The Astros' offseason gets off to a pathetic start

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Manny Acta was drafted by the Houston Astros when he was 17 years old, spent six years toiling in their system, then spent nearly a decade coaching and managing in their system as well.  Mere weeks ago, he called the possibility of managing the Astros “too good to be true.”

And now we learn that the Astros lost out on him, not because the Indians were quicker on the draw, but because they weren’t as cheap:

Astros general manager Ed Wade confirmed on Sunday that the team made an offer to Manny Acta to be its next manager before he opted to fill the same position with Cleveland, and Wade said he was confident the club would be able to hire a quality manager.

According to sources close to the negotiations, Acta turned down the Astros’ offer of a two-year deal plus a one-year option to manage the team in favor of Cleveland’s three-year deal with a one-year option for 2013. Acta said Sunday he wouldn’t comment on contract negotiations, but Wade confirmed with MLB.com he and president of baseball operations Tal Smith met with Acta on Saturday at Minute Maid Park.

Maybe Manny Acta isn’t the alpha and omega of managerial candidates, but given that Acta was clearly the guy the Astros wanted, why on Earth wouldn’t they match the three years Cleveland was offering? The only possible explanation that doesn’t make the Astros look bad here is that Acta didn’t give Houston a chance to match the Indians’ offer. But that flies in the face of Acta’s previous comments regarding his desire for the Astros’ job and his reputation as a standup guy.  It’s also worth noting that, at present, no one has said that Acta didn’t give them a chance, and under these circumstances, someone probably would have said so by now if it was true.

As Richard Justice of the Houston Chronicle notes, why now, after giving all kinds of money to the Carlos Lees and Mike Hamptons of the world, would the Astros draw the line at paying a manager an extra year at roughly the same rate of a middle reliever?  Does it gall them that they’re still on the hook for Cecil Cooper for $800K next year?  Why wouldn’t they do what they needed to do in order to get the man they obviously wanted?

An even bigger question: What’s the biggest problem facing the Astros these days? The lack of young talent, or the lack of front office sense?

Report: Tim Lincecum is not ready for retirement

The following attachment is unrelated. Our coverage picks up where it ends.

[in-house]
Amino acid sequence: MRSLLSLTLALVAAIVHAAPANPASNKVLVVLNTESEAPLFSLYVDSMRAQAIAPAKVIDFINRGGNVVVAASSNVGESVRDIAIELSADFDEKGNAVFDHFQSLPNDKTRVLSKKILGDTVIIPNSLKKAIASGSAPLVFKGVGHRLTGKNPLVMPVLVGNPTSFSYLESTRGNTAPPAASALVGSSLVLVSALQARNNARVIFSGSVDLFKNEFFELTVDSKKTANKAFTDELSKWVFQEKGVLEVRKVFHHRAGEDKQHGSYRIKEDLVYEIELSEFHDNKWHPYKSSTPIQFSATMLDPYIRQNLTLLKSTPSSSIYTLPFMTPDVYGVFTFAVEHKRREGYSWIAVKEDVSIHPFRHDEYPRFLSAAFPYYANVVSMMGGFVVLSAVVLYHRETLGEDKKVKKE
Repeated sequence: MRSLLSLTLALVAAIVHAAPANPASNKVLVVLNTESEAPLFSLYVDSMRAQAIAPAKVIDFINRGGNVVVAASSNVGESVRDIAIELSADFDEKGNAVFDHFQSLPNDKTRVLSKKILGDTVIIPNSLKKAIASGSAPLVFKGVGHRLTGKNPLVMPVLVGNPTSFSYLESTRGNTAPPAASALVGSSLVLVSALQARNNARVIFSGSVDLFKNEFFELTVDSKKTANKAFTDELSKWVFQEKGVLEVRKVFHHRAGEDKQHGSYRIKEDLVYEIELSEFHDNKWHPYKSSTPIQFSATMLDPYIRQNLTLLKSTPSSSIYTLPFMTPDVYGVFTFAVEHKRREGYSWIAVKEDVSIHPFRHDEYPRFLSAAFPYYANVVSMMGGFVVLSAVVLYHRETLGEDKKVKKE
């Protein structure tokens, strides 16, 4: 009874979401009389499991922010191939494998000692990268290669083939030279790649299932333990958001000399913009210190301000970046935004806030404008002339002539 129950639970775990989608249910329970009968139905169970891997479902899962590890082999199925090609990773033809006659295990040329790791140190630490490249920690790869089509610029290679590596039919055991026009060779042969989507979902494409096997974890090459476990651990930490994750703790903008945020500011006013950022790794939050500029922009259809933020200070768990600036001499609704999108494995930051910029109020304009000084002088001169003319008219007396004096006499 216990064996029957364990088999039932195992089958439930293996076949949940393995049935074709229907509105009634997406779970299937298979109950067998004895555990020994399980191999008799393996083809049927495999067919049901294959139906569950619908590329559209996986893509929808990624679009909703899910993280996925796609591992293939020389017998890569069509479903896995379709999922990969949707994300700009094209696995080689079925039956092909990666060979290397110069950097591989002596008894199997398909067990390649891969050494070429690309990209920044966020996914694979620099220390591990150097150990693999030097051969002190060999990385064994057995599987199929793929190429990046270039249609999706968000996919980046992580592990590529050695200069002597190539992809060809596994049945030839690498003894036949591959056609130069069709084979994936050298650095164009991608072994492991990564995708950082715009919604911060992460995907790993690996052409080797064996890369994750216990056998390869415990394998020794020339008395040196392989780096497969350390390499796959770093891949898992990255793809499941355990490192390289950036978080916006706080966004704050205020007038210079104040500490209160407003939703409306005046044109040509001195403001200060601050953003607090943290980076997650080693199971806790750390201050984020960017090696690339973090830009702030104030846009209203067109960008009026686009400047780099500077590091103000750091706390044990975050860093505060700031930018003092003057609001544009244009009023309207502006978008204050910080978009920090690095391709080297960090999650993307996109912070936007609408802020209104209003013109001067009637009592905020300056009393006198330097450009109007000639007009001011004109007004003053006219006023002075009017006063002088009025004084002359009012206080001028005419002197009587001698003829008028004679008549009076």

ANAHEIM, CA - JULY 29:  Tim Lincecum #55 of the Los Angeles Angels during the second inning of the game against the Boston Red Sox at Angel Stadium of Anaheim on July 29, 2016 in Anaheim, California.  (Photo by Jayne Kamin-Oncea/Getty Images)
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Free agent right-hander Tim Lincecum isn’t ready to hang up his cleats just yet. At least, that’s the word from Lincecum’s agent, Rick Thurman, who says the 32-year-old is still “throwing and getting ready for the season” (via Andrew Baggarly of the San Jose Mercury News).

Lincecum may not be ready to enter retirement, but another quote from Thurman suggests that he’ll be picky about where he pitches next. He doesn’t appear open to pitching overseas, and despite not having a contract for 2017 (or even any serious suitors), the right-hander is set on pitching in the big leagues this year. Whether or not he’s willing to take a bullpen role to do so remains to be seen.

While Baggarly predicts some interest in the veteran righty, there’s not much in Lincecum’s recent history to inspire faith in him as a starter, or even a reliever. He picked up a one-year, $2.5 million contract with the Angels following his hip surgery in 2015, and went 2-6 in 2016 with a 9.16 ERA, 5.4 BB/9 and 7.5 SO/9 over 38 1/3 innings. At this point, a minor league contract seems like the surest path back to major league success, though he’s unlikely to find an open spot on the Giants’ or Angels’ rosters anytime soon.

Report: Jeff Manship signs with NC Dinos

CLEVELAND, OH - NOVEMBER 01:  Jeff Manship #53 of the Cleveland Indians throws a pitch during the sixth inning against the Chicago Cubs in Game Six of the 2016 World Series at Progressive Field on November 1, 2016 in Cleveland, Ohio.  (Photo by Elsa/Getty Images)
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Free agent right-hander Jeff Manship has reportedly signed with the NC Dinos of the Korea Baseball Organization, according to FanRag Sports’ Jon Heyman. The righty was non-tendered by the Indians in December.

Manship, 32, completed his second season with Cleveland in 2016. He delivered a 3.12 ERA, 4.6 BB/9 and 7.5 SO/9 rate over 43 1/3 innings, a slight decline after posting an 0.92 ERA with the club the year before. During eight years in the major leagues, Manship carries a 4.82 career ERA, 3.6 BB/9 and 6.4 SO/9 in multiple stints with the Twins, Rockies, Phillies and Indians.

The right-hander will be joined by fellow MLB transplants Eric Hacker and Xavier Scruggs, each of whom took one-year deals with the Dinos last month. Steve Adams of MLB Trade Rumors notes that each KBO team is allowed up to three foreign players, so Manship will round out the trio when he joins the roster. Any salary terms have yet to be disclosed.